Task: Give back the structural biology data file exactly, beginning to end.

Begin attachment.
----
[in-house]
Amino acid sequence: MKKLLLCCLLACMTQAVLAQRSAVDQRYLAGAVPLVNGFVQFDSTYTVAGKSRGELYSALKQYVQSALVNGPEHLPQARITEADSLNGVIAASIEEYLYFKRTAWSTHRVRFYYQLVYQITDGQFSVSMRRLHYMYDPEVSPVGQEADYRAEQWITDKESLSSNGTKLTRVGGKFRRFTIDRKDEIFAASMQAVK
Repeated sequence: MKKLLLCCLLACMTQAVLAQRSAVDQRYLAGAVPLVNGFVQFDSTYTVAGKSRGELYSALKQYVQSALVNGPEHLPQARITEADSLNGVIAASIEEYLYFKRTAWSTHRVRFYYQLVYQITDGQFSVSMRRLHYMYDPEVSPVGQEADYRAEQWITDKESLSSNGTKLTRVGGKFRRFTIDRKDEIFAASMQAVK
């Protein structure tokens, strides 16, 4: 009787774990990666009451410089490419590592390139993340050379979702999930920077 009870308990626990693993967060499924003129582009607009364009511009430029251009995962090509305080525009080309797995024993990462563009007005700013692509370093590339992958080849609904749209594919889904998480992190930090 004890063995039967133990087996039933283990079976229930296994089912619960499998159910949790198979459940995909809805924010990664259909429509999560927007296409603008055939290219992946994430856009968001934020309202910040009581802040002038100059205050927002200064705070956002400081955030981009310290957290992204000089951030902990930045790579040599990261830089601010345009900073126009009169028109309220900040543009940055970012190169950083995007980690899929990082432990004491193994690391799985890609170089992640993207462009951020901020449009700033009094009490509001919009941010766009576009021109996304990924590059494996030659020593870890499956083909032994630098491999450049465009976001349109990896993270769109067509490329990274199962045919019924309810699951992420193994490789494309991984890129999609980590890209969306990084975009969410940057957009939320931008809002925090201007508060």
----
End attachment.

[in-house]
Amino acid sequence: MKKLLLCCLLACMTQAVLAQRSAVDQRYLAGAVPLVNGFVQFDSTYTVAGKSRGELYSALKQYVQSALVNGPEHLPQARITEADSLNGVIAASIEEYLYFKRTAWSTHRVRFYYQLVYQITDGQFSVSMRRLHYMYDPEVSPVGQEADYRAEQWITDKESLSSNGTKLTRVGGKFRRFTIDRKDEIFAASMQAVK
Repeated sequence: MKKLLLCCLLACMTQAVLAQRSAVDQRYLAGAVPLVNGFVQFDSTYTVAGKSRGELYSALKQYVQSALVNGPEHLPQARITEADSLNGVIAASIEEYLYFKRTAWSTHRVRFYYQLVYQITDGQFSVSMRRLHYMYDPEVSPVGQEADYRAEQWITDKESLSSNGTKLTRVGGKFRRFTIDRKDEIFAASMQAVK
């Protein structure tokens, strides 16, 4: 009787774990990666009451410089490419590592390139993340050379979702999930920077 009870308990626990693993967060499924003129582009607009364009511009430029251009995962090509305080525009080309797995024993990462563009007005700013692509370093590339992958080849609904749209594919889904998480992190930090 004890063995039967133990087996039933283990079976229930296994089912619960499998159910949790198979459940995909809805924010990664259909429509999560927007296409603008055939290219992946994430856009968001934020309202910040009581802040002038100059205050927002200064705070956002400081955030981009310290957290992204000089951030902990930045790579040599990261830089601010345009900073126009009169028109309220900040543009940055970012190169950083995007980690899929990082432990004491193994690391799985890609170089992640993207462009951020901020449009700033009094009490509001919009941010766009576009021109996304990924590059494996030659020593870890499956083909032994630098491999450049465009976001349109990896993270769109067509490329990274199962045919019924309810699951992420193994490789494309991984890129999609980590890209969306990084975009969410940057957009939320931008809002925090201007508060």